Wednesday, 2 December 2009

News Backgrounder Feature

A short feature based on the news that The Wailers are touring this year. I looked in to other bands that have continued without their most prominant members....

This week sees reggae superstars The Wailers begin the UK leg of their latest tour. Only bass player Aston ‘Family Man’ Barrett survives from the early ‘70s Wailers line-up, but this is not an unusual trend. When groups lose key components, the remaining personnel must decide whether to keep the name (and music) alive. Often audience interest wanes when high profile members are absent.

So is it possible for these continuing bands to remain relevant, or are they in danger of becoming their own tribute acts? In the case of The Wailers, it appears that the former is true. “They put on a great show, with occasional new material,” long-time fan Sian Caulfield explains. “It shouldn’t be considered a bad thing that they wish to keep the Marley name alive.” One of the group’s recent front men, Elan Atias, reinforced this in an interview with State Magazine. “I’m just trying to keep the message going…the most intimidating thing wasn’t ‘replacing Bob’, it was making sure I had all the lyrics”.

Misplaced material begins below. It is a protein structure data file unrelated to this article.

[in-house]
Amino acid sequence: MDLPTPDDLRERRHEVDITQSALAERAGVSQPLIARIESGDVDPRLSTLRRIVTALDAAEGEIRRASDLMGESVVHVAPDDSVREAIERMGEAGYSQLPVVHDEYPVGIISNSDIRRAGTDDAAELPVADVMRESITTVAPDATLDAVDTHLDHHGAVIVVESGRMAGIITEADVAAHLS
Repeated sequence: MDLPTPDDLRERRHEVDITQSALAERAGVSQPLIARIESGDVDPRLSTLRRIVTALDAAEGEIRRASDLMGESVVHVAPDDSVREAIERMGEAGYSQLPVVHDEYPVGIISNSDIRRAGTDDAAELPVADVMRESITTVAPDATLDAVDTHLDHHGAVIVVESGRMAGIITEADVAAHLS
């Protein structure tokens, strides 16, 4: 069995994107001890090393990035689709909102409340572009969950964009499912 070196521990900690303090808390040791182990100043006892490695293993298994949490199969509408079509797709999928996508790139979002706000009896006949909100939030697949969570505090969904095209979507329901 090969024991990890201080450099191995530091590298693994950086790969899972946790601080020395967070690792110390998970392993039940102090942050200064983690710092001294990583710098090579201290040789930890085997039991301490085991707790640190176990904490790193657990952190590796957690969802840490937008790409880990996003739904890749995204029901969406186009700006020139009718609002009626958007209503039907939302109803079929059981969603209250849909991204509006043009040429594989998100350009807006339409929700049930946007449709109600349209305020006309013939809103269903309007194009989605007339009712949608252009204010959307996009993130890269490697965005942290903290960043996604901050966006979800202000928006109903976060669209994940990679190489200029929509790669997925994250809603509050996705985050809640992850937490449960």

Others have thrived after forming new projects, such as Foo Fighters. Martin James is author of ‘Dave Grohl – Nirvana, Foo Fighters and Other Misadventures’ (2004). “At first the success of the Foos was linked to Nirvana, but as they went on people embraced them for what they do. It helps that Grohl is the hardest working man in rock!” he explains.

So the jury’s out. However, one thing is for sure. Due to the band’s evergreen appeal, those lucky enough to catch The Wailers live show won’t be worrying about the absence of Marley, Tosh, or Livingston.